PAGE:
Patients with advanced non-small cell lung cancer can safely take an experimental oral drug intended to protect healthy tissue from the effects of radiation, according to a study led by researchers at the University of Pittsburgh Cancer Institute (UPCI) and published in this month's issue of Human Gene Therapy.
The findings support further clinical testing of the agent, called manganese superoxide dismutase (MnSOD) plasmid liposome, to determine if giving it alongside chemotherapy and radiation will prevent damage to normal cells that is the typical cause of side effects in cancer treatment, said senior investigator Joel S. Greenberger, M.D., professor and chair, Department of Radiation Oncology, Pitt School of Medicine, and co-director of the lung and esophageal cancer program at UPCI.
"If we can sufficiently protect tissues that are normal, we should be able to deliver our cancer treatments more effectively and perhaps even at higher doses," he explained. "Our aim is to improve the quality of life of patients by minimizing side effects while providing the best treatment for their cancers."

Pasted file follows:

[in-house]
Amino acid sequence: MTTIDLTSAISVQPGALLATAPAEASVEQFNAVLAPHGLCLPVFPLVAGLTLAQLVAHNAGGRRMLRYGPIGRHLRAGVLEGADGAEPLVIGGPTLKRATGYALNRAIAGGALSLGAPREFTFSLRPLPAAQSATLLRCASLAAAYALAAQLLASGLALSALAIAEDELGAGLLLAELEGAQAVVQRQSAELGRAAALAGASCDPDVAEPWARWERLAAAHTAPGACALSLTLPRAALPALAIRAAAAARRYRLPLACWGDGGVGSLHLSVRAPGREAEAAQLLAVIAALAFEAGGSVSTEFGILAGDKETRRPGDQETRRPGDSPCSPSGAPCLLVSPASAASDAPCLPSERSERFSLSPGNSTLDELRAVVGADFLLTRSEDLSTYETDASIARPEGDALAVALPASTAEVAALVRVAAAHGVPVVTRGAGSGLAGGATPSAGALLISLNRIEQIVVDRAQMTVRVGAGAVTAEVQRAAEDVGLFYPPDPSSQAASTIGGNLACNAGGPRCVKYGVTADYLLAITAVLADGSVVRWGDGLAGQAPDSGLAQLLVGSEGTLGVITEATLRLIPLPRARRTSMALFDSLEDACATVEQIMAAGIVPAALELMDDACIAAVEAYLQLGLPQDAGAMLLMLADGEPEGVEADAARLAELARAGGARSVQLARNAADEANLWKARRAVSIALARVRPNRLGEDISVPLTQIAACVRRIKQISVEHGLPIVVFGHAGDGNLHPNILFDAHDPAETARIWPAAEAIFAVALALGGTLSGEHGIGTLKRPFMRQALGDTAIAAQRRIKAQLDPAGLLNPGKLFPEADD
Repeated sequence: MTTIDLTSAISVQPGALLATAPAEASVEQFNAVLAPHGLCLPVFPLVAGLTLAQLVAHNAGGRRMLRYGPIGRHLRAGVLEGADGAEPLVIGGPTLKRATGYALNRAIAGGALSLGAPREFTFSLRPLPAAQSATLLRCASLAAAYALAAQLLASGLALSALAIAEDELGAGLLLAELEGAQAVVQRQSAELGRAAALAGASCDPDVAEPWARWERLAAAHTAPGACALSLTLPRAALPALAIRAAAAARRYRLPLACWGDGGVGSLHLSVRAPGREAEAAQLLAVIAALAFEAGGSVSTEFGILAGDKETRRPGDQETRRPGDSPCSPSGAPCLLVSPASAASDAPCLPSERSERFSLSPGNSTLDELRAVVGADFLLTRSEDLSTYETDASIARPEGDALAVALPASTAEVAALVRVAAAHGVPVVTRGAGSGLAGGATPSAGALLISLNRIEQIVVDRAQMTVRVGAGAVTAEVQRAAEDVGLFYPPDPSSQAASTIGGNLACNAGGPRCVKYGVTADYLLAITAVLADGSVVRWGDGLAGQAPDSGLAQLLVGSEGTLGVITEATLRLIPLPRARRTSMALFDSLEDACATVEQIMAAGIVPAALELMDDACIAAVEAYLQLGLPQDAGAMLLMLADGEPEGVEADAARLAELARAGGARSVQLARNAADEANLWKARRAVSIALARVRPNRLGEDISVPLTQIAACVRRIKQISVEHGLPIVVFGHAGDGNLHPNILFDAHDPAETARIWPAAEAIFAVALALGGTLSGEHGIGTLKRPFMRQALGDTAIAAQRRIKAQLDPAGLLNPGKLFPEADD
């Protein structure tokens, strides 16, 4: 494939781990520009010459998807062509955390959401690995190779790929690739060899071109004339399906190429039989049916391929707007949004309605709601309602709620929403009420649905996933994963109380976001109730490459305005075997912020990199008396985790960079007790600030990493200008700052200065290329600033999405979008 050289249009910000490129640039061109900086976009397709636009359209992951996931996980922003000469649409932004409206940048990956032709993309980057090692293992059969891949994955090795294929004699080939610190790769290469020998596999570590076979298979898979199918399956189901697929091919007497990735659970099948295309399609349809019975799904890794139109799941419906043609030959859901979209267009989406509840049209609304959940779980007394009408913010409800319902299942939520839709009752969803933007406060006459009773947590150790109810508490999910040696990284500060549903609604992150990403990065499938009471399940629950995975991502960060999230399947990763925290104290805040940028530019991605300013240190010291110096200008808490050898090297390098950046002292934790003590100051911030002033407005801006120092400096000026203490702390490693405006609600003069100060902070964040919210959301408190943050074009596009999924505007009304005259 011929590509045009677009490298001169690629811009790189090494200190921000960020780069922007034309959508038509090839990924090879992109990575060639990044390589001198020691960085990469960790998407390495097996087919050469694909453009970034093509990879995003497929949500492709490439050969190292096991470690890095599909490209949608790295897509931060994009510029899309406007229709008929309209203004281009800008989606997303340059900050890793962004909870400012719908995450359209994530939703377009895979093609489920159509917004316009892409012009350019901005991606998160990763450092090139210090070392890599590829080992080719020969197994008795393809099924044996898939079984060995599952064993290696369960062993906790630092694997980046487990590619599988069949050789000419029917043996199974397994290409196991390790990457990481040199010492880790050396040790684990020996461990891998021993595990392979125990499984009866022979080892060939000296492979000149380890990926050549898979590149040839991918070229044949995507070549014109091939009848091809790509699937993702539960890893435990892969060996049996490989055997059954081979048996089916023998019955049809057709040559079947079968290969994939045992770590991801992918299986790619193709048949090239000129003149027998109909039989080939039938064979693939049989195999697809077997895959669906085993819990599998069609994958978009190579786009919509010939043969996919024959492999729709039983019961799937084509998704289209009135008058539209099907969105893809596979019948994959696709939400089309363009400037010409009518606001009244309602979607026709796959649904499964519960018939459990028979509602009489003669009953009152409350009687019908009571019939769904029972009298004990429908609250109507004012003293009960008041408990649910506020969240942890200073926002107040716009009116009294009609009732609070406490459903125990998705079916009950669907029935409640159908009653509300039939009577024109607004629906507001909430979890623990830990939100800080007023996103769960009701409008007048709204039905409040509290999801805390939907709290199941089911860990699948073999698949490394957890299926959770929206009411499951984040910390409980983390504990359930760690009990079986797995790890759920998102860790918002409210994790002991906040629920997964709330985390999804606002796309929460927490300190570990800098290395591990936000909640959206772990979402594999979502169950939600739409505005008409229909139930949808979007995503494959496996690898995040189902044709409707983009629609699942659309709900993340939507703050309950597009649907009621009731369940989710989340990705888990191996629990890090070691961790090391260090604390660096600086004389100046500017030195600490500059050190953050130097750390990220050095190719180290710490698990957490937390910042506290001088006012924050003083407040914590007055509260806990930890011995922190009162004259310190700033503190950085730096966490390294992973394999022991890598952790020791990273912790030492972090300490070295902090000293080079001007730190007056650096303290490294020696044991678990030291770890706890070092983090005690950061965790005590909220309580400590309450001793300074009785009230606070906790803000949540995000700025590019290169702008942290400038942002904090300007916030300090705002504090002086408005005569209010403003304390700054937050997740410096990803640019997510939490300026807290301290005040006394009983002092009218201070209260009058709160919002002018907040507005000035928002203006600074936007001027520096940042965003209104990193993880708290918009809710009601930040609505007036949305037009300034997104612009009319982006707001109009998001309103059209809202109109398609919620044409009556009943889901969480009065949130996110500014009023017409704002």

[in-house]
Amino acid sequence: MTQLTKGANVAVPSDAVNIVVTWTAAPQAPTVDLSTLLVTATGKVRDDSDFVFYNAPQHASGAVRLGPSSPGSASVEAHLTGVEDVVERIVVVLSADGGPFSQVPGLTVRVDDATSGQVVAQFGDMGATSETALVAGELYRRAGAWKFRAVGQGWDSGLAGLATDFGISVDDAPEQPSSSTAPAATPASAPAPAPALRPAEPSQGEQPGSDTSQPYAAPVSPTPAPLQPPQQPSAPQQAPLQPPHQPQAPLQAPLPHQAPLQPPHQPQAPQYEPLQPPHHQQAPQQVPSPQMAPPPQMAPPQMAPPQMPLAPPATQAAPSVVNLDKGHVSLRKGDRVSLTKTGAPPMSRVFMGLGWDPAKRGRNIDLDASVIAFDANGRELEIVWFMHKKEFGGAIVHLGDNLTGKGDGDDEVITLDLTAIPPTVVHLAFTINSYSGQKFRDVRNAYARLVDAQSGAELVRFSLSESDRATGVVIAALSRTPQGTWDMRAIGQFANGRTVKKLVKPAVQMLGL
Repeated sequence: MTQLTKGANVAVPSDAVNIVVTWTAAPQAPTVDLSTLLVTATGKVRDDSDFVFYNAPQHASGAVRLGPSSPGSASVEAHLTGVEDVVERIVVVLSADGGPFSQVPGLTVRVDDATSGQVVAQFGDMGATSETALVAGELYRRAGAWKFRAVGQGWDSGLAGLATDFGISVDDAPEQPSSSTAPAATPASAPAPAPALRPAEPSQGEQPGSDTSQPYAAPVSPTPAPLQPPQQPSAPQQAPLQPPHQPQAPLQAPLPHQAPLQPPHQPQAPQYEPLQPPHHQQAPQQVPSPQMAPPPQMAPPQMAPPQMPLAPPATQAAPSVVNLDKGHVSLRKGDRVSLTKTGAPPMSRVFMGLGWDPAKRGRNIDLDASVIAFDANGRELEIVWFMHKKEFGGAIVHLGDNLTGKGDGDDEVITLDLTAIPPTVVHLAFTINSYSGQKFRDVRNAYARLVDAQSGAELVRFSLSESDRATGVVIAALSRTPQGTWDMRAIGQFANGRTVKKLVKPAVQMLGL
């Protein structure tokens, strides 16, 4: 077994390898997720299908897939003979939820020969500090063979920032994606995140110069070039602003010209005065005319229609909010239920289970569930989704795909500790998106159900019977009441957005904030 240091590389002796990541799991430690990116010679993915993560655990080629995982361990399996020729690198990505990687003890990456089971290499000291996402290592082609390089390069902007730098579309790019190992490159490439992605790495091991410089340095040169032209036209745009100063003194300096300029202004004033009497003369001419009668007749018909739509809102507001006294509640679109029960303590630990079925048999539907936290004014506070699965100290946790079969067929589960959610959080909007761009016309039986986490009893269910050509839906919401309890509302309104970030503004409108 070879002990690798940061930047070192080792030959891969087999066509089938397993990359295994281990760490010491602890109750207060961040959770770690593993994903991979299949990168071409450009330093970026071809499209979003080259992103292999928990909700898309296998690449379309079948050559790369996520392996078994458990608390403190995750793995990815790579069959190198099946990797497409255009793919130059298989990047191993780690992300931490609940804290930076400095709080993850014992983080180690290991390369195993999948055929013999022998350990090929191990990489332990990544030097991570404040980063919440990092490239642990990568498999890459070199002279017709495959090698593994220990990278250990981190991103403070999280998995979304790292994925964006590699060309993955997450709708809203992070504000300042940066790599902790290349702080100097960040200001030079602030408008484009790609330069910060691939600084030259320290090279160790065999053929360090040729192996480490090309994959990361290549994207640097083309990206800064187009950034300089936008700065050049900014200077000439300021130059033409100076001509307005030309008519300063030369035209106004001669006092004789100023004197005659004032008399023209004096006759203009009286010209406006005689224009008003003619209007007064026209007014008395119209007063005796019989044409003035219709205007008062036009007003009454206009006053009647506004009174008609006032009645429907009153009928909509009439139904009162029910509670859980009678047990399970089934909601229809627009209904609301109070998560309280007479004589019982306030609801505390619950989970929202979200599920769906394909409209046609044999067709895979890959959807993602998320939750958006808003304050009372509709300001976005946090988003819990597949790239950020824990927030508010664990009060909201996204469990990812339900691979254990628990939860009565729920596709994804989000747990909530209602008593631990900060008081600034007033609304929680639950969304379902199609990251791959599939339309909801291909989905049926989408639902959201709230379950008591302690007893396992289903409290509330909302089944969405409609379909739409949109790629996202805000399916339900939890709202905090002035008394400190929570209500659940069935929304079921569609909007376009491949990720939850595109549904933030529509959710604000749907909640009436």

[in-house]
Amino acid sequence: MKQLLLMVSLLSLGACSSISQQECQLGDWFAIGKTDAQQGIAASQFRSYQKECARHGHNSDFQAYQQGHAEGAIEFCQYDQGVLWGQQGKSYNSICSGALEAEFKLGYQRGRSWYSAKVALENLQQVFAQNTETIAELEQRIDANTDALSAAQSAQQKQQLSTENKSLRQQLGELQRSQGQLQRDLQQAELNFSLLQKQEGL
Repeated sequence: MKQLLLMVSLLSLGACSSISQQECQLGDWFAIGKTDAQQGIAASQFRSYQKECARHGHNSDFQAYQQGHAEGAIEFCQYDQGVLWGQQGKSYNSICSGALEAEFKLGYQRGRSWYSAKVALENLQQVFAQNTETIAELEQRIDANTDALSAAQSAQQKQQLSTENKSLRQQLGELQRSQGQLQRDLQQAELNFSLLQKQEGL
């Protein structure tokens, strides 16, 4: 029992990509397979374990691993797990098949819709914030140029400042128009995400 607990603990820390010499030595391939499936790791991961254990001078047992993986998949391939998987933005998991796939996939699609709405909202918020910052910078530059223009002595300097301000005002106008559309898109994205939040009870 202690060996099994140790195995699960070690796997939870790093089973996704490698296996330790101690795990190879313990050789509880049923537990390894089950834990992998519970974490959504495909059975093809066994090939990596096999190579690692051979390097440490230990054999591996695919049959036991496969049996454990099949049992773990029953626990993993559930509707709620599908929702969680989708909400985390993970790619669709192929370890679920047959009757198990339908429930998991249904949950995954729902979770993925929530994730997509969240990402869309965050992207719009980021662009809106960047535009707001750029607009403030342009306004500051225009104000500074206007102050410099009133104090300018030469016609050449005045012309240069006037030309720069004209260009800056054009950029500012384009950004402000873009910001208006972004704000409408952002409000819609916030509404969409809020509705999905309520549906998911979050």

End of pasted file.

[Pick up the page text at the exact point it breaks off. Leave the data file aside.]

For the safety study, 10 patients with inoperable stage III non-small cell lung cancer took oral doses of MnSOD plasmid liposome twice weekly for a total of 14 doses during seven weeks of conventional chemotherapy and radiation treatment. The agent, which boosts levels of an antioxidant the body makes naturally, is made of fat droplets containing the gene that produces MnSOD. When swallowed, it is absorbed by cells in the esophagus, which is a common site for severe side effects during radiation treatment for lung cancer.
One patient experienced mild heartburn and a slight rash and another had mild constipation and a fluctuation in blood sodium, problems that might be associated with MnSOD treatment. No other toxicities were thought to be due to the experimental drug.